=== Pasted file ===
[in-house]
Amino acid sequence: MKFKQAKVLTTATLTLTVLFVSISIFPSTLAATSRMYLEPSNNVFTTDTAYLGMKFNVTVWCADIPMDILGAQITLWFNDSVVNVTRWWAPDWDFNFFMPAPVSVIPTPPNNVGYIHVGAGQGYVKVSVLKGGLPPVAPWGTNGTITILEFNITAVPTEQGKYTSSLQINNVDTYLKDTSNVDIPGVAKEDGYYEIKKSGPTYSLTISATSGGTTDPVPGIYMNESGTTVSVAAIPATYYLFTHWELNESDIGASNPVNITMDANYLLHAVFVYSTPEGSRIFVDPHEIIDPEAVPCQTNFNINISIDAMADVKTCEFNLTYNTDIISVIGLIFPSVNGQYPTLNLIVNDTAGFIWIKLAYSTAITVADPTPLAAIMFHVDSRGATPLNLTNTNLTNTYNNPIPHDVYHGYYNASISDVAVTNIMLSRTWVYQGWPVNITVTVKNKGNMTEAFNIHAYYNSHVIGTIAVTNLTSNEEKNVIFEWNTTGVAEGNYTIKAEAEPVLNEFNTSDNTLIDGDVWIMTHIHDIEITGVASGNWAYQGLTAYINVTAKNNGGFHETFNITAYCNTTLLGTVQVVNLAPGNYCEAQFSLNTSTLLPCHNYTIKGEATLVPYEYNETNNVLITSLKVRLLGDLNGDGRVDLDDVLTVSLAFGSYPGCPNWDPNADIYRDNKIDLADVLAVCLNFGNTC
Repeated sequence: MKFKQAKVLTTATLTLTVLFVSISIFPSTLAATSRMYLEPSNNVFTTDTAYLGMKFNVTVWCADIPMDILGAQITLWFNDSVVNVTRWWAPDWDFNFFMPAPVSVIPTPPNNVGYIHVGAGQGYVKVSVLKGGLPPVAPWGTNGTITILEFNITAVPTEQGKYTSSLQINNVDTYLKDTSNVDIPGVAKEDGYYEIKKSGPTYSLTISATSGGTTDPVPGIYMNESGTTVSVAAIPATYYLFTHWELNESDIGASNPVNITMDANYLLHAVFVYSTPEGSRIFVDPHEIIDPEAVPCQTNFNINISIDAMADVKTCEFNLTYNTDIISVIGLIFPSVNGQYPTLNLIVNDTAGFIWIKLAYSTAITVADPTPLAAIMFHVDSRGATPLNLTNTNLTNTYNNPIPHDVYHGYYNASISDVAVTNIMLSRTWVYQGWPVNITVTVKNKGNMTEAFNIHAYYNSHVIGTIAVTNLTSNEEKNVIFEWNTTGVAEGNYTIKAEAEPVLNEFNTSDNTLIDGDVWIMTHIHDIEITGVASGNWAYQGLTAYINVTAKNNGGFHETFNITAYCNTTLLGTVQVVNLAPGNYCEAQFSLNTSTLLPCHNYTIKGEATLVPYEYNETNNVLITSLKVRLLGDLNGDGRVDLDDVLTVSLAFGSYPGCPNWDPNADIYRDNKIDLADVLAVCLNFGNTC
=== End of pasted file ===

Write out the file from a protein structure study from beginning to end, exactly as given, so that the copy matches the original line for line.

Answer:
[in-house]
Amino acid sequence: MKFKQAKVLTTATLTLTVLFVSISIFPSTLAATSRMYLEPSNNVFTTDTAYLGMKFNVTVWCADIPMDILGAQITLWFNDSVVNVTRWWAPDWDFNFFMPAPVSVIPTPPNNVGYIHVGAGQGYVKVSVLKGGLPPVAPWGTNGTITILEFNITAVPTEQGKYTSSLQINNVDTYLKDTSNVDIPGVAKEDGYYEIKKSGPTYSLTISATSGGTTDPVPGIYMNESGTTVSVAAIPATYYLFTHWELNESDIGASNPVNITMDANYLLHAVFVYSTPEGSRIFVDPHEIIDPEAVPCQTNFNINISIDAMADVKTCEFNLTYNTDIISVIGLIFPSVNGQYPTLNLIVNDTAGFIWIKLAYSTAITVADPTPLAAIMFHVDSRGATPLNLTNTNLTNTYNNPIPHDVYHGYYNASISDVAVTNIMLSRTWVYQGWPVNITVTVKNKGNMTEAFNIHAYYNSHVIGTIAVTNLTSNEEKNVIFEWNTTGVAEGNYTIKAEAEPVLNEFNTSDNTLIDGDVWIMTHIHDIEITGVASGNWAYQGLTAYINVTAKNNGGFHETFNITAYCNTTLLGTVQVVNLAPGNYCEAQFSLNTSTLLPCHNYTIKGEATLVPYEYNETNNVLITSLKVRLLGDLNGDGRVDLDDVLTVSLAFGSYPGCPNWDPNADIYRDNKIDLADVLAVCLNFGNTC
Repeated sequence: MKFKQAKVLTTATLTLTVLFVSISIFPSTLAATSRMYLEPSNNVFTTDTAYLGMKFNVTVWCADIPMDILGAQITLWFNDSVVNVTRWWAPDWDFNFFMPAPVSVIPTPPNNVGYIHVGAGQGYVKVSVLKGGLPPVAPWGTNGTITILEFNITAVPTEQGKYTSSLQINNVDTYLKDTSNVDIPGVAKEDGYYEIKKSGPTYSLTISATSGGTTDPVPGIYMNESGTTVSVAAIPATYYLFTHWELNESDIGASNPVNITMDANYLLHAVFVYSTPEGSRIFVDPHEIIDPEAVPCQTNFNINISIDAMADVKTCEFNLTYNTDIISVIGLIFPSVNGQYPTLNLIVNDTAGFIWIKLAYSTAITVADPTPLAAIMFHVDSRGATPLNLTNTNLTNTYNNPIPHDVYHGYYNASISDVAVTNIMLSRTWVYQGWPVNITVTVKNKGNMTEAFNIHAYYNSHVIGTIAVTNLTSNEEKNVIFEWNTTGVAEGNYTIKAEAEPVLNEFNTSDNTLIDGDVWIMTHIHDIEITGVASGNWAYQGLTAYINVTAKNNGGFHETFNITAYCNTTLLGTVQVVNLAPGNYCEAQFSLNTSTLLPCHNYTIKGEATLVPYEYNETNNVLITSLKVRLLGDLNGDGRVDLDDVLTVSLAFGSYPGCPNWDPNADIYRDNKIDLADVLAVCLNFGNTC